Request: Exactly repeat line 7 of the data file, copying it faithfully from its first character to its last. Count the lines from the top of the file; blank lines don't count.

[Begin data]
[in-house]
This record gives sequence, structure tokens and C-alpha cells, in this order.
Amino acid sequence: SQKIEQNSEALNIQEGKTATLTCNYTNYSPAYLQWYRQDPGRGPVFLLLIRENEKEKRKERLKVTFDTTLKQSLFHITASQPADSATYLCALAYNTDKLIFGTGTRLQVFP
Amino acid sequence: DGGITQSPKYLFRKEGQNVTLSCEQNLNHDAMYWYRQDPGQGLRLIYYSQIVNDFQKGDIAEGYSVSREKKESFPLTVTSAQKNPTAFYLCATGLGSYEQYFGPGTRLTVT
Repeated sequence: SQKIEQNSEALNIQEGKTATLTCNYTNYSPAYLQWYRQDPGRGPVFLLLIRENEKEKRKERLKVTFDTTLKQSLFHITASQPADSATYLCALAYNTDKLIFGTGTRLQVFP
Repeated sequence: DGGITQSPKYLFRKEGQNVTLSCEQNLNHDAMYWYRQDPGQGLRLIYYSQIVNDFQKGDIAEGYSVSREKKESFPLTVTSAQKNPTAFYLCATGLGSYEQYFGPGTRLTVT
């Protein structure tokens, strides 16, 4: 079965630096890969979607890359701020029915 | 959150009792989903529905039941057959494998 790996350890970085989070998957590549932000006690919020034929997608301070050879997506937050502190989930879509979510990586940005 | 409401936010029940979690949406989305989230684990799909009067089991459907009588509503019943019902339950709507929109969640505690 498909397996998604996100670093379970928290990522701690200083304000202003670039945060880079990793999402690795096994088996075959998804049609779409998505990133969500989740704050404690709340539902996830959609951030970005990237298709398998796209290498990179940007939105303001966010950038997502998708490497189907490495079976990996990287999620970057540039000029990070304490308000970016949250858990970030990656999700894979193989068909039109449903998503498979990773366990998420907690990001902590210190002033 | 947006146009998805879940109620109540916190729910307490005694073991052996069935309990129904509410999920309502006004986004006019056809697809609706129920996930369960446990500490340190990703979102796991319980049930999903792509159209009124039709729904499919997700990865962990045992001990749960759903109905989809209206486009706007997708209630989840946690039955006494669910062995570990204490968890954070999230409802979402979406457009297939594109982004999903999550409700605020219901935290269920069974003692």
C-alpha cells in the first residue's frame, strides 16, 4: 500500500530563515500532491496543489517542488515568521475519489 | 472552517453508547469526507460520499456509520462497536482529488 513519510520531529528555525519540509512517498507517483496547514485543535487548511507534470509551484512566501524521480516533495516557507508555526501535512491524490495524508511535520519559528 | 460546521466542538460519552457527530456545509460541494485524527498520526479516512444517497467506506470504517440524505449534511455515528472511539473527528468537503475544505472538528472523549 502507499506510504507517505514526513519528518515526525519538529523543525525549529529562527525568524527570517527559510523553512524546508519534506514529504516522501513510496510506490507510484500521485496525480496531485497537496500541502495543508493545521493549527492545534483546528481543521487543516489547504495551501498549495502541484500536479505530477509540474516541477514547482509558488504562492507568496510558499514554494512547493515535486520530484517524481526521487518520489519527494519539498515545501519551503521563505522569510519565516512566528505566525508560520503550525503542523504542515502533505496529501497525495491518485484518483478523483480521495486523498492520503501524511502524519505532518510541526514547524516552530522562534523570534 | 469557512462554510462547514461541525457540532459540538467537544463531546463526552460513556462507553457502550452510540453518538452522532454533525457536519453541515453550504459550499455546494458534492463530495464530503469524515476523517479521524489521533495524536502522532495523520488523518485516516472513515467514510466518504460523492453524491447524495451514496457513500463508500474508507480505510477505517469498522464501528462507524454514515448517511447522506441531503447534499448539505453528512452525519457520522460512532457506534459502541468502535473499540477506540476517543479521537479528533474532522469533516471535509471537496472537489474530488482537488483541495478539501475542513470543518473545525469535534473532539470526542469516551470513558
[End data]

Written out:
């Protein structure tokens, strides 16, 4: 079965630096890969979607890359701020029915 | 959150009792989903529905039941057959494998 790996350890970085989070998957590549932000006690919020034929997608301070050879997506937050502190989930879509979510990586940005 | 409401936010029940979690949406989305989230684990799909009067089991459907009588509503019943019902339950709507929109969640505690 498909397996998604996100670093379970928290990522701690200083304000202003670039945060880079990793999402690795096994088996075959998804049609779409998505990133969500989740704050404690709340539902996830959609951030970005990237298709398998796209290498990179940007939105303001966010950038997502998708490497189907490495079976990996990287999620970057540039000029990070304490308000970016949250858990970030990656999700894979193989068909039109449903998503498979990773366990998420907690990001902590210190002033 | 947006146009998805879940109620109540916190729910307490005694073991052996069935309990129904509410999920309502006004986004006019056809697809609706129920996930369960446990500490340190990703979102796991319980049930999903792509159209009124039709729904499919997700990865962990045992001990749960759903109905989809209206486009706007997708209630989840946690039955006494669910062995570990204490968890954070999230409802979402979406457009297939594109982004999903999550409700605020219901935290269920069974003692």